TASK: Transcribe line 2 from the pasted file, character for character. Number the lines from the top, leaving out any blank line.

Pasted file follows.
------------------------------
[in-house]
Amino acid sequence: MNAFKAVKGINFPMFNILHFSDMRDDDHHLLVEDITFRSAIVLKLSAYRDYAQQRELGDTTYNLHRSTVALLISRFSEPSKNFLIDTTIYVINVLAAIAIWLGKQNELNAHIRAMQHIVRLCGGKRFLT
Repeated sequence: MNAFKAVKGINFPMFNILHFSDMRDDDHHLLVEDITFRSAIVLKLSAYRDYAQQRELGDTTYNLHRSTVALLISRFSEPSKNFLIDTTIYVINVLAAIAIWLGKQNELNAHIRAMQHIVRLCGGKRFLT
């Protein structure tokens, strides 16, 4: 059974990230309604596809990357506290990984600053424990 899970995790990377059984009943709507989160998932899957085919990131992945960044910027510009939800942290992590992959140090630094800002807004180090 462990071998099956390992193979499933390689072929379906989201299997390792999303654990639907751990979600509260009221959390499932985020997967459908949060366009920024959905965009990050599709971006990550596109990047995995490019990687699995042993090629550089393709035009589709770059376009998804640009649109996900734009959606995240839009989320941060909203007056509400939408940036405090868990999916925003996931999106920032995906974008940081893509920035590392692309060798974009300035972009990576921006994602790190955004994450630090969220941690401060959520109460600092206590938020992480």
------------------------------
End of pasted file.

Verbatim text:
Amino acid sequence: MNAFKAVKGINFPMFNILHFSDMRDDDHHLLVEDITFRSAIVLKLSAYRDYAQQRELGDTTYNLHRSTVALLISRFSEPSKNFLIDTTIYVINVLAAIAIWLGKQNELNAHIRAMQHIVRLCGGKRFLT